Given the small footprint and diminutive size of the Squeezebox, we were curious to see just how congested the internal components would be. Looking at the impressive list of capabilities, we also wondered how Slim Devices chose to implement those features. Somehow, the urge to dismantle the device was avoided until we actually had a chance to power up the Squeezebox and use it for a few hours.
Of course, one of the first steps after getting the system up and running was to pull it all apart and find out what sort of hardware comprises the device. In order to separate the front and back halves, two Torx screws must be removed. As seen in the image below, removing the front panel exposes the large VFD display and a rather bare PCB. The display used for the Squeezebox is absolutely stunning and is a high quality screen made by a company named Noritake. The choice of a VFD in place of a more conventional LCD provides the Squeezebox with a few key advantages. Despite the higher cost of the VFD display it offers higher brightness, a wider viewing angle, and a wider temperature range compared to typical LCD's.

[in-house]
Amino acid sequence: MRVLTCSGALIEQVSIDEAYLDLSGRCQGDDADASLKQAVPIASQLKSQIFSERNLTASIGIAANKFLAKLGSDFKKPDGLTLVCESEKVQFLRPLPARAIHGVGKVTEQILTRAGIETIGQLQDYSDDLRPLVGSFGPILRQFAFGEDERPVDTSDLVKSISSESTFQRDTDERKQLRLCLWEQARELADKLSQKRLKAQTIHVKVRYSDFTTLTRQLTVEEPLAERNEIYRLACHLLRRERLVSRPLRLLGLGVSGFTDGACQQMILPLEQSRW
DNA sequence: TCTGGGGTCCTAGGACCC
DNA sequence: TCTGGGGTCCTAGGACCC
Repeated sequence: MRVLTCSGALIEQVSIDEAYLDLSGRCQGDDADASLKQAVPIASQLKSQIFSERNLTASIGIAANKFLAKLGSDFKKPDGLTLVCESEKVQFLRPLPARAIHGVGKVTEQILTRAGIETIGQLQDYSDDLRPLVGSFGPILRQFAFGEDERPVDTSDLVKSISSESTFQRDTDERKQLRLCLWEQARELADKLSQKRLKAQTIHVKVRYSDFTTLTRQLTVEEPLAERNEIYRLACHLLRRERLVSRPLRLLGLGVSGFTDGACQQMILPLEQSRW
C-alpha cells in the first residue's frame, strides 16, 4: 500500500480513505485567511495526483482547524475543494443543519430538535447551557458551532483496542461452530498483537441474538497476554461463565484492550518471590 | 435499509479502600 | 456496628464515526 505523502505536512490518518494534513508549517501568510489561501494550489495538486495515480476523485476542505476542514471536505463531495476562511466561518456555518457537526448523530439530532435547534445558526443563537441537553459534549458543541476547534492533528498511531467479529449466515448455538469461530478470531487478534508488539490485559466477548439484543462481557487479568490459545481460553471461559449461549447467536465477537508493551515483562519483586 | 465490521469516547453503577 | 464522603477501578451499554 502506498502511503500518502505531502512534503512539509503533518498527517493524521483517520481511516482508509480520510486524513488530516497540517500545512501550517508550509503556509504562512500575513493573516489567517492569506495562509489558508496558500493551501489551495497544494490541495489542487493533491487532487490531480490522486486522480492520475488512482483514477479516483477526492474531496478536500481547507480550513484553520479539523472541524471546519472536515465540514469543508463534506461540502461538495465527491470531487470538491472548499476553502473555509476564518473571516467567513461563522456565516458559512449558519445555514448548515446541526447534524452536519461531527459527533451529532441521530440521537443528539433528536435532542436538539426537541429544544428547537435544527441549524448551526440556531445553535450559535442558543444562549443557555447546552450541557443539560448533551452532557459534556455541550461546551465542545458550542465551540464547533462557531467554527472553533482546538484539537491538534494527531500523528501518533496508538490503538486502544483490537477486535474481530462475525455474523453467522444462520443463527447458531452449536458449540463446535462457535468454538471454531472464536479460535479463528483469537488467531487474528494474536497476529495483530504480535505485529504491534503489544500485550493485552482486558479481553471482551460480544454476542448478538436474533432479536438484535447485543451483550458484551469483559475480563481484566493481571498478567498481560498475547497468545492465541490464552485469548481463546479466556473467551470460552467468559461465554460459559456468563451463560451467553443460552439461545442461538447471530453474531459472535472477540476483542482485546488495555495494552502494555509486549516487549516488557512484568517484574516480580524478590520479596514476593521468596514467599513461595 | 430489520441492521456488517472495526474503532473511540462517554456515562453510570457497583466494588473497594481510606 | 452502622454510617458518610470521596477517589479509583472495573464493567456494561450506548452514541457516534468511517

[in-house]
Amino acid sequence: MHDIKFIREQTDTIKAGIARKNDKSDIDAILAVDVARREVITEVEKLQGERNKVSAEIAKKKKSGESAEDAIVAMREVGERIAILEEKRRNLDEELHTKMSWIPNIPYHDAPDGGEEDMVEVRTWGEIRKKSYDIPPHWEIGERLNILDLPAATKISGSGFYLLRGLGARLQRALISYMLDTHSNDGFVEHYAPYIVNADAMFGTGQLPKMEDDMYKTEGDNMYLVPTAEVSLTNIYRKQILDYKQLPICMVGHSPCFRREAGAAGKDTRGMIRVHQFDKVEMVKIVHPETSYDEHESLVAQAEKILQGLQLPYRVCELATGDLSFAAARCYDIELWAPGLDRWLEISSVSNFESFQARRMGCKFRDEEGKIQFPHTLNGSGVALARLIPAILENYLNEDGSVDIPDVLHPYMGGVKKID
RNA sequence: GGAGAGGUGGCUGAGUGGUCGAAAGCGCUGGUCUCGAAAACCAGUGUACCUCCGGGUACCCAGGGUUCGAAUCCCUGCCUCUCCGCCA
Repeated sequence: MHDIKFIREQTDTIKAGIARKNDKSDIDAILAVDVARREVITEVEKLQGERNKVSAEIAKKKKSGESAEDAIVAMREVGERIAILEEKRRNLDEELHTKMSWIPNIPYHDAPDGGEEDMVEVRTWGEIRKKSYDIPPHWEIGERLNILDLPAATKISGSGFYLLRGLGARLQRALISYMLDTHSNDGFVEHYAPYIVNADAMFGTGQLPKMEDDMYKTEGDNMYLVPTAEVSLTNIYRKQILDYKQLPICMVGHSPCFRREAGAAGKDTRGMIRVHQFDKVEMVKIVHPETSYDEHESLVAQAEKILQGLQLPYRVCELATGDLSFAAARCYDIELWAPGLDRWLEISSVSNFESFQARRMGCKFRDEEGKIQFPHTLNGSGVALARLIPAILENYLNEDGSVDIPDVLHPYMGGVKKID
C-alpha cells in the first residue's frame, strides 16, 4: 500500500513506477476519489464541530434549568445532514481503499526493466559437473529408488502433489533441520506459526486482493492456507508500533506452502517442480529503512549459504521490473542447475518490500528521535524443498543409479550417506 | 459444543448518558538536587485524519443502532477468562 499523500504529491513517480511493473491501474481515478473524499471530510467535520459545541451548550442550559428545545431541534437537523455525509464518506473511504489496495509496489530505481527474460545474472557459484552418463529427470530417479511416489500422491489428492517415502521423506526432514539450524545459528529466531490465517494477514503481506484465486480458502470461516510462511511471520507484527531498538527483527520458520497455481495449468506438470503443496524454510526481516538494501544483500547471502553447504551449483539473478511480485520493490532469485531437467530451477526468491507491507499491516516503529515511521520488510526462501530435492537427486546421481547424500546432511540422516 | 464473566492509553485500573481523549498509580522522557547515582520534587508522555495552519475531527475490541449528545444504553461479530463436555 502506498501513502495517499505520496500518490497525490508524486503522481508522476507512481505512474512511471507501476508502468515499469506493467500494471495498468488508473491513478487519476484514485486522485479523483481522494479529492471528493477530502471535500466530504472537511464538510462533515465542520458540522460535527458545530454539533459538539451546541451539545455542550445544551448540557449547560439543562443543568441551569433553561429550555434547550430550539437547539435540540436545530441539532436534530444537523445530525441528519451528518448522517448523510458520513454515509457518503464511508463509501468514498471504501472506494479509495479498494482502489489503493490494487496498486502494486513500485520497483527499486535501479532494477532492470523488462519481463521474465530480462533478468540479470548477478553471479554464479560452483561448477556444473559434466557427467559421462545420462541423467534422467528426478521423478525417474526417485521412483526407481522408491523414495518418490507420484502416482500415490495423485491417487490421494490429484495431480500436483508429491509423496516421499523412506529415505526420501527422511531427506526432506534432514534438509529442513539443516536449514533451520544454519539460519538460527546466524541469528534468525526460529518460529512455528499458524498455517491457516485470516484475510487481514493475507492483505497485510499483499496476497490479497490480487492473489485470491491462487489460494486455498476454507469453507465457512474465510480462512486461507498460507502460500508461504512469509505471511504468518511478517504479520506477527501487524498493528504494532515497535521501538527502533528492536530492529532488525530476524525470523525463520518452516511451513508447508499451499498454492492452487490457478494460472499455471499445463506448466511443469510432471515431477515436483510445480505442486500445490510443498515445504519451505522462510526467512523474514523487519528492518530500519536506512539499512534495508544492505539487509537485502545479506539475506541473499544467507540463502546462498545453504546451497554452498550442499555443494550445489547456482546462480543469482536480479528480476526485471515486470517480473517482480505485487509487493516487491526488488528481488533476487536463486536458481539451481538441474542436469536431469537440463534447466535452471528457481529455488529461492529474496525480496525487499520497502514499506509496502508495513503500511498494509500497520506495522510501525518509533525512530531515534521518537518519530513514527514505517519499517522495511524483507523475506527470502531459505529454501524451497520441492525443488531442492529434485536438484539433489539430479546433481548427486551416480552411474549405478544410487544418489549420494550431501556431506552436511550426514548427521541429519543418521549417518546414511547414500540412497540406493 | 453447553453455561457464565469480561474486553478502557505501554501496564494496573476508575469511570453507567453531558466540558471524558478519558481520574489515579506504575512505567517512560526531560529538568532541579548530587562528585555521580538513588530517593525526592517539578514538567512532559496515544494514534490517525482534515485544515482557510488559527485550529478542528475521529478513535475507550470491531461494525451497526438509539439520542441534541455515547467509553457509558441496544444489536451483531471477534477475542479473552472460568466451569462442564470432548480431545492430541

After removing four additional Torx screws, we were able to pull the PCB assembly away from the rear panel to expose the core components of the Squeezebox. Here, the main components of the device are found on daughter cards which are stacked on top of each other in a very clean and compact orientation. On the top of the stack rests the 802.11g mini-PCI wireless card complete with its two antennas. After doing a bit of digging, it appears as though this wireless card is made by a vendor named TP-Link who seems to have some products that are very similar to Linksys. Overall, the wireless adaptor worked flawlessly during testing and did not drop connection or drag down the wireless network.
Directly below the wireless mini-PCI card, we find a second PCB module that has some core logic and memory modules onboard. The chipset shown in the image above is a Ubicom IP3023 wireless network processor. In short, this processor is a very low-latency network management device whose overall functionality is depicted in the block diagram below. Seeing the hooks for Flash and SDRAM, it is hardly surprising to see both AMD Flash and Micron SDRAM on the same daughterboard as the IP3023 chipset.